SAY chutzpah and you’d think of Alibaba and Jack Ma. That seems to be how The Wall Street Journal has characterized one of the world’s most successful and well-to-do entrepreneurs: The Chutzpah of Jack Ma, so goes the headline of a book review of Duncan Clark’s newly released Alibaba: The House That Jack Ma Built.
The reviewer, Tom Nagorski, assigns other adjectives to Ma: “ambitious,” “clever,” “pretentious,” but no word seems to speak of Ma better than the boldness of chutzpah:
chutzpah |ˈhʊtspə, ˈxʊtspə| (also chutzpa or hutzpah or hutzpa) (n) informal
shameless audacity; impudence.
But of course. After all, here’s a man, who, in his earliest entrepreneurial years, spoke of creating a venture that had “to be number one in the world.” Over the next 15 years, he would do just that: build new businesses that seemed fanciful at first, but would eventually send competitors “kicking themselves and once-skeptical investors ruing missed opportunities.”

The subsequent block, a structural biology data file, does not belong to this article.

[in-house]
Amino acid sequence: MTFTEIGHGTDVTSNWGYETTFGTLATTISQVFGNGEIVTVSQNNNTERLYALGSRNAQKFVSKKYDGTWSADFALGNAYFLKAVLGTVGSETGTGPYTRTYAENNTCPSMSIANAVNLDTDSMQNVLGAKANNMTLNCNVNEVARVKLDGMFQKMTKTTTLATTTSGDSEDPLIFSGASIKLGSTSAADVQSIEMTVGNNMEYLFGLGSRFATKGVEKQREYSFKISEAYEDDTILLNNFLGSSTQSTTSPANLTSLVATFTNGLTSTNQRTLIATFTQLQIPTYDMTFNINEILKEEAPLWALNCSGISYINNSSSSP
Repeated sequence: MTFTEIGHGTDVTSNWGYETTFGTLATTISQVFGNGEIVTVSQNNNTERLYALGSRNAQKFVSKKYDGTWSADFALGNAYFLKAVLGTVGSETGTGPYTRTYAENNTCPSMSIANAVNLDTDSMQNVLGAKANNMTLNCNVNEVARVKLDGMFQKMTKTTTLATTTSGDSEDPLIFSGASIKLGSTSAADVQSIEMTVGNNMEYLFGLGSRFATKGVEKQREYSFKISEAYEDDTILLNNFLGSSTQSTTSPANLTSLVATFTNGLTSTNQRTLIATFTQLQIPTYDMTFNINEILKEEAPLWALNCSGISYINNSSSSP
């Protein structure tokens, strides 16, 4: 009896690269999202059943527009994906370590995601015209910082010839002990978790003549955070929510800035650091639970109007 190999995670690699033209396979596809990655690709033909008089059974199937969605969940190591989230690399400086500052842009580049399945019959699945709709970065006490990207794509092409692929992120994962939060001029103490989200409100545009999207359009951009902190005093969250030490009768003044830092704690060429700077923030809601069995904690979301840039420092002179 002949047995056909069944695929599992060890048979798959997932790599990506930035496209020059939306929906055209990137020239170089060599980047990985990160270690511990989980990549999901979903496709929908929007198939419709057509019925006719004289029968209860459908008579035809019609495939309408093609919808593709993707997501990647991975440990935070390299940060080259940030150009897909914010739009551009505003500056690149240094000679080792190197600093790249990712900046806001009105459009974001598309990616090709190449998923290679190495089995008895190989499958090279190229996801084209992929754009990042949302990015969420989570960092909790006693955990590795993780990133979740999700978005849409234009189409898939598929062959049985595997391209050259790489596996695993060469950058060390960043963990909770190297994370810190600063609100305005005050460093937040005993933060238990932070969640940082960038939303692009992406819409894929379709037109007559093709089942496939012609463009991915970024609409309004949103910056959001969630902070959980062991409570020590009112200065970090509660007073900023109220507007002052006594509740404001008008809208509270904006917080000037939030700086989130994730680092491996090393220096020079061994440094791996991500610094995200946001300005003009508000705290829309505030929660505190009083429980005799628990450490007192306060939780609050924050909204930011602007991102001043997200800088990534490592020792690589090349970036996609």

Oxford’s etymological notes show this word as a late 19th century Yiddish word, derived from Aramaic—the language that Jesus was known to have spoken.
Chutzpah first appeared to me in a New York Times article on a chill-out Sunday afternoon way back in 1998 when I was living in Long Island working with Computer Associates. I can’t remember the article in which it made its appearance, but I do recall learning from a Jewish colleague the day after, that it’s not pronounced the way it looks.
In other words, not CHUTS-pah or CHOOTS-pah, but HOOTS-puh—that’s a short, clipped vowel like the one in soot.
Yet another Yiddish word that behaves in the same way as chutzpah—with ch pronounced as h—is the Jewish bread:
a loaf of white leavened bread, typically plaited in form, traditionally baked to celebrate the Jewish sabbath.
Over the six years living in New York from 1997 to 2003, I’ve accumulated a modest vocabulary of Yiddish words, including two not very polite words, which I’m not going share, but I’m proud to report that I know more than twenty, of which these should be interesting revelations:
maven, mensch, nosh, schmaltzy, schmooze (also shmooze)
That’s right, they’re Yiddish!
I invite you to write to me at email@example.com if you have any word ideas you’d like to share.